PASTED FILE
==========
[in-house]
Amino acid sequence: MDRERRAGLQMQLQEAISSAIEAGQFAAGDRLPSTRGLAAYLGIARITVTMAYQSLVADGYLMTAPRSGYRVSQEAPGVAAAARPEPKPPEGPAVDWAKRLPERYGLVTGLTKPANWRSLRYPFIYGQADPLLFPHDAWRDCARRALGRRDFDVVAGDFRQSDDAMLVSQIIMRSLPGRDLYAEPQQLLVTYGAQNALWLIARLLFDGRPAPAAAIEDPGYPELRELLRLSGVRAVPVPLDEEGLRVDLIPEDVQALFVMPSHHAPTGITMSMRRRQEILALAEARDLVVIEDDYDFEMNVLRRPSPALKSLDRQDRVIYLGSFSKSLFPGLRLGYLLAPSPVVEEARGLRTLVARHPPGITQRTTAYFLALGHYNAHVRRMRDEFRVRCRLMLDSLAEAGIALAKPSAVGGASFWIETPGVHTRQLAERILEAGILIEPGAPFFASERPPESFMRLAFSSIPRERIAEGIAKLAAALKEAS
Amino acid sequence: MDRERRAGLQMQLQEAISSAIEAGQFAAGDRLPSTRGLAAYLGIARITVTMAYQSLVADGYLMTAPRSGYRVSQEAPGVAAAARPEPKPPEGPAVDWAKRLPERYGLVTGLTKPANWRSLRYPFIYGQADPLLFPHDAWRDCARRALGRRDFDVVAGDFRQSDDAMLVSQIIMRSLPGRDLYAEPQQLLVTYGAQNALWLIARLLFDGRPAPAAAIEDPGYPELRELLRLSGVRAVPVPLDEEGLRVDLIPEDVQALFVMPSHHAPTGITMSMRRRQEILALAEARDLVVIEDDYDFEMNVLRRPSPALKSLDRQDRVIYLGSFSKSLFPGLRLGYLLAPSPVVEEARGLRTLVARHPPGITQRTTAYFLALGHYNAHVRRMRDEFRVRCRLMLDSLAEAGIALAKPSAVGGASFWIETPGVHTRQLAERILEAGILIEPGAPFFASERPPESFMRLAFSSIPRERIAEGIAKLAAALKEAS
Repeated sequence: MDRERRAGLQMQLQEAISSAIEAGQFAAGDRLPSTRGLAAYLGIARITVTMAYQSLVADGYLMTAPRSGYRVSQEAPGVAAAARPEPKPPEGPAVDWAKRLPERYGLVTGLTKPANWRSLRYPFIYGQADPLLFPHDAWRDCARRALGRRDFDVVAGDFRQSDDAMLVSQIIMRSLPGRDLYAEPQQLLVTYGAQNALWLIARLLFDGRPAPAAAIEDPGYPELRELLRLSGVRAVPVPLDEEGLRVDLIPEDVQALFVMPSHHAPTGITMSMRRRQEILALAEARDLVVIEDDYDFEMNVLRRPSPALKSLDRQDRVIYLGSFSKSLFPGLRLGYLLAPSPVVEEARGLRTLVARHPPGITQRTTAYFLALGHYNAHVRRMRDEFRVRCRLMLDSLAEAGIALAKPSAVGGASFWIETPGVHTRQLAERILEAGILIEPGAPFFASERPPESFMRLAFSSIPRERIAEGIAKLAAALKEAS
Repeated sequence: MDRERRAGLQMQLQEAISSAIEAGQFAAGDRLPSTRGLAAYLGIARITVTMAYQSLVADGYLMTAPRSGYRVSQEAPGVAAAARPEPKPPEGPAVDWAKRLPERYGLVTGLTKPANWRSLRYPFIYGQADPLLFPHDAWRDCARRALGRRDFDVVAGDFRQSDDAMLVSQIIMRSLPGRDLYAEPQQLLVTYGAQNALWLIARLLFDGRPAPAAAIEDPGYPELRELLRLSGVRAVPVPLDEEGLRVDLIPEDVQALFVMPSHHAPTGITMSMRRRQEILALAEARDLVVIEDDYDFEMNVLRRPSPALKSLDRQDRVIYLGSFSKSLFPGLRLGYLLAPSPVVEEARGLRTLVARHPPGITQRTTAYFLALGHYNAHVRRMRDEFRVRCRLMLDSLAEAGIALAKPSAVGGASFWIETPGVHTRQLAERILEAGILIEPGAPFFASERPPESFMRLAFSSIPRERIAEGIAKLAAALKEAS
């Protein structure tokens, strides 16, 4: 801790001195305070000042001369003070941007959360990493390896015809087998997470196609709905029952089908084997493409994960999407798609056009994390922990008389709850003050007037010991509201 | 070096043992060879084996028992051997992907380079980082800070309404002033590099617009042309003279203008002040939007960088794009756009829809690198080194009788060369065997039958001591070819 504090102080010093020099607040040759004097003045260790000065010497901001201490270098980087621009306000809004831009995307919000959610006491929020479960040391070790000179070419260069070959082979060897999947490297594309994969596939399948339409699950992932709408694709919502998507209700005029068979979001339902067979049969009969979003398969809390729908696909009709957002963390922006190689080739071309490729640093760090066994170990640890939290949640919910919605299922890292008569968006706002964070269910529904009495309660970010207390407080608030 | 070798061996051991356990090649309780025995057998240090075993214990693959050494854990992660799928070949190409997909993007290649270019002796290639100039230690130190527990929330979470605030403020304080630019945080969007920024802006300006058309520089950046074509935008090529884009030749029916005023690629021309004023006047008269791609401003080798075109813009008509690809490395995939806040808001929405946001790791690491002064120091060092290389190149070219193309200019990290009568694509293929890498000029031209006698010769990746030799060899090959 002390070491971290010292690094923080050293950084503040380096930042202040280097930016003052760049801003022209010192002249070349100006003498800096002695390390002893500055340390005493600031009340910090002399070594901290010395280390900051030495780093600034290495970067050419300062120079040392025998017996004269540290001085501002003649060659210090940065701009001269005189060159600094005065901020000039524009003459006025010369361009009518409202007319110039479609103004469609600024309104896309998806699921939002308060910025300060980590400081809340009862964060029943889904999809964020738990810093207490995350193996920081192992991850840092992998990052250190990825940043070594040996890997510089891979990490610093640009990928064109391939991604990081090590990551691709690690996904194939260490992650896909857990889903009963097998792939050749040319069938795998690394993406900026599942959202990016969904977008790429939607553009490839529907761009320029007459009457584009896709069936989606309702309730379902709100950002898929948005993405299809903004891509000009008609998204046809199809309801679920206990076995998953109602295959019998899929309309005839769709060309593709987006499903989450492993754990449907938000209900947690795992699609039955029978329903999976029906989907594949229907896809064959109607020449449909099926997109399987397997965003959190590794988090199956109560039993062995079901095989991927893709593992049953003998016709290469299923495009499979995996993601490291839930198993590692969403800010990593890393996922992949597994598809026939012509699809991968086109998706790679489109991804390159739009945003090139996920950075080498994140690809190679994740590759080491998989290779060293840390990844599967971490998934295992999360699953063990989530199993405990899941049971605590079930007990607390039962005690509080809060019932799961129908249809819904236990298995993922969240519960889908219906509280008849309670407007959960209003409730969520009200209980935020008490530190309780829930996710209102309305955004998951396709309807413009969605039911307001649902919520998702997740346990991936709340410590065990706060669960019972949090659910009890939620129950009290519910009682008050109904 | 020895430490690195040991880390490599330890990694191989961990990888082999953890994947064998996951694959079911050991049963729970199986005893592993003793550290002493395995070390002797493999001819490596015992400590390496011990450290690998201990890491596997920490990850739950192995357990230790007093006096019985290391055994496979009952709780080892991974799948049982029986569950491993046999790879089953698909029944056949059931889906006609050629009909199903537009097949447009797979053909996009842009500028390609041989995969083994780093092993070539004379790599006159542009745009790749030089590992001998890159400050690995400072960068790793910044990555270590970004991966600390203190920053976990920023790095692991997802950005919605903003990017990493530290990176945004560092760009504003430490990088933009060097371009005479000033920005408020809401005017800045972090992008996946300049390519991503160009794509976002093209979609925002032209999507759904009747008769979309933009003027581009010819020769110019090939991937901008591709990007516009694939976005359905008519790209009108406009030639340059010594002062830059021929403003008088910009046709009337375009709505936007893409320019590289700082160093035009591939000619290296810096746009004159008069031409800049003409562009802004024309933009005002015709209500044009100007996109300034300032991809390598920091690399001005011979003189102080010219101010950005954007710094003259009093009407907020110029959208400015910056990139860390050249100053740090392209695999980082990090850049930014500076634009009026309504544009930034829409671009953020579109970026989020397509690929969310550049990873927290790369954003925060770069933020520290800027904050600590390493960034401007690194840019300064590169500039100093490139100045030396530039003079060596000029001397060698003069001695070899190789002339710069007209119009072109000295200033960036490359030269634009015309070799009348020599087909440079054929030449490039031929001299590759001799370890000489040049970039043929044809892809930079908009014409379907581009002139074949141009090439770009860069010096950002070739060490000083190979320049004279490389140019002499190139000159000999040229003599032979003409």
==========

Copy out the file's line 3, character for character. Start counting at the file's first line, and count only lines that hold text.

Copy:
Amino acid sequence: MDRERRAGLQMQLQEAISSAIEAGQFAAGDRLPSTRGLAAYLGIARITVTMAYQSLVADGYLMTAPRSGYRVSQEAPGVAAAARPEPKPPEGPAVDWAKRLPERYGLVTGLTKPANWRSLRYPFIYGQADPLLFPHDAWRDCARRALGRRDFDVVAGDFRQSDDAMLVSQIIMRSLPGRDLYAEPQQLLVTYGAQNALWLIARLLFDGRPAPAAAIEDPGYPELRELLRLSGVRAVPVPLDEEGLRVDLIPEDVQALFVMPSHHAPTGITMSMRRRQEILALAEARDLVVIEDDYDFEMNVLRRPSPALKSLDRQDRVIYLGSFSKSLFPGLRLGYLLAPSPVVEEARGLRTLVARHPPGITQRTTAYFLALGHYNAHVRRMRDEFRVRCRLMLDSLAEAGIALAKPSAVGGASFWIETPGVHTRQLAERILEAGILIEPGAPFFASERPPESFMRLAFSSIPRERIAEGIAKLAAALKEAS